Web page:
More young drivers could reap the rewards from the World Endurance Championship rookie test after it was disclosed that all categories will offer tests, AOL Cars can reveal.
WEC boss Gerard Neveu exclusively confirmed the move in an interview with AOL Cars at the Paul Ricard circuit during the Prologue weekend for the 2015 season that begins at Silverstone on 12 April.
Neveu said the previously unconfirmed test, which had been included in the new regulations, would definitely go ahead after the final race of the year following agreement with the ACO, the governing body of the Le Mans 24 Hours, and that it will not be confined to the leading LMP1 prototype teams but will run throughout the WEC field.
"There are more and more young drivers interested [in WEC]," Neveu told AOL Cars. "We have received such a lot of requests from drivers asking if we can connect them with manufacturers or teams.
"There is real interest and for this reason we have decided with the ACO to provide a rookie test day at the end of the season after the last race in Bahrain.
"All the LMP1 teams have made the commitment to run a new young LMP2 driver to give them the opportunity to possibly join their LMP1 programme - if their performance is good. This is very important for the future of the championship."
However, Neveu said that once the LMP1 teams had agreed to run promising LMP2 drivers, the LMP2 and GT teams also committed to the event which could see "performing" drivers or those "making a noise" from other championships and series taking part.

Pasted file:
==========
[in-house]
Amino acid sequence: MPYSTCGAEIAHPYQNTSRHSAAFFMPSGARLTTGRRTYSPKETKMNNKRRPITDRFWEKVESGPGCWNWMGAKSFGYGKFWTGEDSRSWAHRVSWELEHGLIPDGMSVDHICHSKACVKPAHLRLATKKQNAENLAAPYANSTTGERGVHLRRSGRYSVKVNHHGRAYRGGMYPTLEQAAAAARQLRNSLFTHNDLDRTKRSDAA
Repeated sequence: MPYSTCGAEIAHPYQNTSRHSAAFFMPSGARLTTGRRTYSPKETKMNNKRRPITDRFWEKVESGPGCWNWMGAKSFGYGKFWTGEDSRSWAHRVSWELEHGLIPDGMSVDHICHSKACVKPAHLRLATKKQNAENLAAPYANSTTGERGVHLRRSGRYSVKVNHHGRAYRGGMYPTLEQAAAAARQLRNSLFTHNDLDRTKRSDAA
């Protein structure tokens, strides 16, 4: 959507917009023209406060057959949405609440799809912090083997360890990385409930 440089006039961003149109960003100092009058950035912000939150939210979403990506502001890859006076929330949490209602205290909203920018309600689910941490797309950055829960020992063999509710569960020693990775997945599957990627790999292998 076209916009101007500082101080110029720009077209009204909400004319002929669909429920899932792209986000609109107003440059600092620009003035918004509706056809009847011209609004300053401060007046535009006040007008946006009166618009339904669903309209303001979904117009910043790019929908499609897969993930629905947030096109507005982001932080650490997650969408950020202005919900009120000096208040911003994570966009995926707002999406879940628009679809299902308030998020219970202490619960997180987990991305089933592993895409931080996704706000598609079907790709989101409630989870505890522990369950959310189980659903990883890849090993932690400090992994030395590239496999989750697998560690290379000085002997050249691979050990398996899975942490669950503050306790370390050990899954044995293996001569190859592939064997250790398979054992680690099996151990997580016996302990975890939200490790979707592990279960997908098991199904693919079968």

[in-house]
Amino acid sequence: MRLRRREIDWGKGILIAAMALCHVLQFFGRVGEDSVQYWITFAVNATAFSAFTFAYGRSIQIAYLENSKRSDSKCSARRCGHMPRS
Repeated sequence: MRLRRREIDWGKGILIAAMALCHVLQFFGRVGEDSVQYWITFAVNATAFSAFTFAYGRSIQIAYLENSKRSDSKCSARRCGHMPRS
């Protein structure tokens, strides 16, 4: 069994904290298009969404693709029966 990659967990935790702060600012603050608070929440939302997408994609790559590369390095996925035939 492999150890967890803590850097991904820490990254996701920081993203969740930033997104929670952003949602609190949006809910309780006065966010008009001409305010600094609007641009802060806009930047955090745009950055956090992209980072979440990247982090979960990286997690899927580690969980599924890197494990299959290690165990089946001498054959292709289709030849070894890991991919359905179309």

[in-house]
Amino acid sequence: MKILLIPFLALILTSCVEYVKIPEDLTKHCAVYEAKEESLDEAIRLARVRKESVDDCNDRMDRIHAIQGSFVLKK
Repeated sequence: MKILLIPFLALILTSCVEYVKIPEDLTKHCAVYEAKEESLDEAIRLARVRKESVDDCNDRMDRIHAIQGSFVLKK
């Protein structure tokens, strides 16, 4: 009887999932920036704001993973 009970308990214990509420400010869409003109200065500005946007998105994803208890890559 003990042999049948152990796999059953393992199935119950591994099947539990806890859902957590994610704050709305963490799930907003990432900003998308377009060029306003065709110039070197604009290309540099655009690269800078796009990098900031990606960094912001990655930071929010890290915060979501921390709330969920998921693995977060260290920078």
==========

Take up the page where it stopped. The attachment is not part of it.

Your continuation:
The test will be held on 22 November, the day after the 6 Hours of Bahrain. As that race is held on the Saturday of the weekend, the Sunday provides an ideal opportunity for teams to run the test before the season wraps up.
The WEC has fast become a credible and viable opportunity for drivers who may previously have set their sights solely on a single seater career in Formula 1 and Neveu pointed to Porsche's Brendon Hartley and Toyota's Mike Conway as two examples of top-class drivers who are enjoying successful careers in prototype racing.
"When you have fantastic manufacturers who are providing a sporting programme with a very good car, you attract the right drivers with the right experience," Neveu said.
"A couple of years ago the only ambition for any driver was F1... but now if you propose him an LMP programme, he will immediately say yes. That is the big difference now."